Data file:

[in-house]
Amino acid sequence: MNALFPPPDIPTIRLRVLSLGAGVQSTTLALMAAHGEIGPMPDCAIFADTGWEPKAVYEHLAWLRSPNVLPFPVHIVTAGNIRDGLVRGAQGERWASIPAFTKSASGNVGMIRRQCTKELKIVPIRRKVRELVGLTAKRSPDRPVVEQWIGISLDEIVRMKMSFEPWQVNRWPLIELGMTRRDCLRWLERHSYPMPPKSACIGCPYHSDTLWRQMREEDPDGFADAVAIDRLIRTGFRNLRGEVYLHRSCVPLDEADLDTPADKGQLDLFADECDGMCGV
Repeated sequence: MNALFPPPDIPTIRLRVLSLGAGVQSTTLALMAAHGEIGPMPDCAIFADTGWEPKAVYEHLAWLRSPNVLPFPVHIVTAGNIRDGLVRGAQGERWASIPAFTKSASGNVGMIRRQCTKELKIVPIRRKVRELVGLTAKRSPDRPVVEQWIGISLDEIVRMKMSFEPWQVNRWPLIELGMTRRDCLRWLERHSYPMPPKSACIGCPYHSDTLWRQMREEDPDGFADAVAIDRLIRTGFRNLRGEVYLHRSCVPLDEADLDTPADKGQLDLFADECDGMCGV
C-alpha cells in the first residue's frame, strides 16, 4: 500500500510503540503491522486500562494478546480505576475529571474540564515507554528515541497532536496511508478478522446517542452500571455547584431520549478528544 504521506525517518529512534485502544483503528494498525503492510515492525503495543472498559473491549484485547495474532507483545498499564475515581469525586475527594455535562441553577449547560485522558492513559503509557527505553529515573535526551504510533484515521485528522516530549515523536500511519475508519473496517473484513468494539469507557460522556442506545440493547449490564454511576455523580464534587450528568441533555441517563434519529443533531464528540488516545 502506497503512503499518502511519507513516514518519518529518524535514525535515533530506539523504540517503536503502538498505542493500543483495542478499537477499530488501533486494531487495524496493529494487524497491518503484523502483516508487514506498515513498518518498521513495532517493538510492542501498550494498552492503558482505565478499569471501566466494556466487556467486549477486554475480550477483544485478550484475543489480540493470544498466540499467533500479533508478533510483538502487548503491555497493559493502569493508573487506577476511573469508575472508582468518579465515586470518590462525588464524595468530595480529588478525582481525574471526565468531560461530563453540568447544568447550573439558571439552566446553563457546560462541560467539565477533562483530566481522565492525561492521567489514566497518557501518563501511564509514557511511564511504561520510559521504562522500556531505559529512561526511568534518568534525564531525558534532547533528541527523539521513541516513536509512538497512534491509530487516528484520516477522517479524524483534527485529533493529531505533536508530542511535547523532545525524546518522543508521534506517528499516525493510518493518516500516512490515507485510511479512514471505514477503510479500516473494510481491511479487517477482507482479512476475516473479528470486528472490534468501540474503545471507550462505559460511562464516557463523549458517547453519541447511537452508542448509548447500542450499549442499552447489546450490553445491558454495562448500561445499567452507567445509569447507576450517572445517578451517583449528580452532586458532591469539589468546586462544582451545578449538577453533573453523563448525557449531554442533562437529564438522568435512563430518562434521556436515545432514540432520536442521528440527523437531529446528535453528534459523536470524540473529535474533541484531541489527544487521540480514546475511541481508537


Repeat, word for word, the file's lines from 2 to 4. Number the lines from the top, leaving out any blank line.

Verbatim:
Amino acid sequence: MNALFPPPDIPTIRLRVLSLGAGVQSTTLALMAAHGEIGPMPDCAIFADTGWEPKAVYEHLAWLRSPNVLPFPVHIVTAGNIRDGLVRGAQGERWASIPAFTKSASGNVGMIRRQCTKELKIVPIRRKVRELVGLTAKRSPDRPVVEQWIGISLDEIVRMKMSFEPWQVNRWPLIELGMTRRDCLRWLERHSYPMPPKSACIGCPYHSDTLWRQMREEDPDGFADAVAIDRLIRTGFRNLRGEVYLHRSCVPLDEADLDTPADKGQLDLFADECDGMCGV
Repeated sequence: MNALFPPPDIPTIRLRVLSLGAGVQSTTLALMAAHGEIGPMPDCAIFADTGWEPKAVYEHLAWLRSPNVLPFPVHIVTAGNIRDGLVRGAQGERWASIPAFTKSASGNVGMIRRQCTKELKIVPIRRKVRELVGLTAKRSPDRPVVEQWIGISLDEIVRMKMSFEPWQVNRWPLIELGMTRRDCLRWLERHSYPMPPKSACIGCPYHSDTLWRQMREEDPDGFADAVAIDRLIRTGFRNLRGEVYLHRSCVPLDEADLDTPADKGQLDLFADECDGMCGV
C-alpha cells in the first residue's frame, strides 16, 4: 500500500510503540503491522486500562494478546480505576475529571474540564515507554528515541497532536496511508478478522446517542452500571455547584431520549478528544 504521506525517518529512534485502544483503528494498525503492510515492525503495543472498559473491549484485547495474532507483545498499564475515581469525586475527594455535562441553577449547560485522558492513559503509557527505553529515573535526551504510533484515521485528522516530549515523536500511519475508519473496517473484513468494539469507557460522556442506545440493547449490564454511576455523580464534587450528568441533555441517563434519529443533531464528540488516545 502506497503512503499518502511519507513516514518519518529518524535514525535515533530506539523504540517503536503502538498505542493500543483495542478499537477499530488501533486494531487495524496493529494487524497491518503484523502483516508487514506498515513498518518498521513495532517493538510492542501498550494498552492503558482505565478499569471501566466494556466487556467486549477486554475480550477483544485478550484475543489480540493470544498466540499467533500479533508478533510483538502487548503491555497493559493502569493508573487506577476511573469508575472508582468518579465515586470518590462525588464524595468530595480529588478525582481525574471526565468531560461530563453540568447544568447550573439558571439552566446553563457546560462541560467539565477533562483530566481522565492525561492521567489514566497518557501518563501511564509514557511511564511504561520510559521504562522500556531505559529512561526511568534518568534525564531525558534532547533528541527523539521513541516513536509512538497512534491509530487516528484520516477522517479524524483534527485529533493529531505533536508530542511535547523532545525524546518522543508521534506517528499516525493510518493518516500516512490515507485510511479512514471505514477503510479500516473494510481491511479487517477482507482479512476475516473479528470486528472490534468501540474503545471507550462505559460511562464516557463523549458517547453519541447511537452508542448509548447500542450499549442499552447489546450490553445491558454495562448500561445499567452507567445509569447507576450517572445517578451517583449528580452532586458532591469539589468546586462544582451545578449538577453533573453523563448525557449531554442533562437529564438522568435512563430518562434521556436515545432514540432520536442521528440527523437531529446528535453528534459523536470524540473529535474533541484531541489527544487521540480514546475511541481508537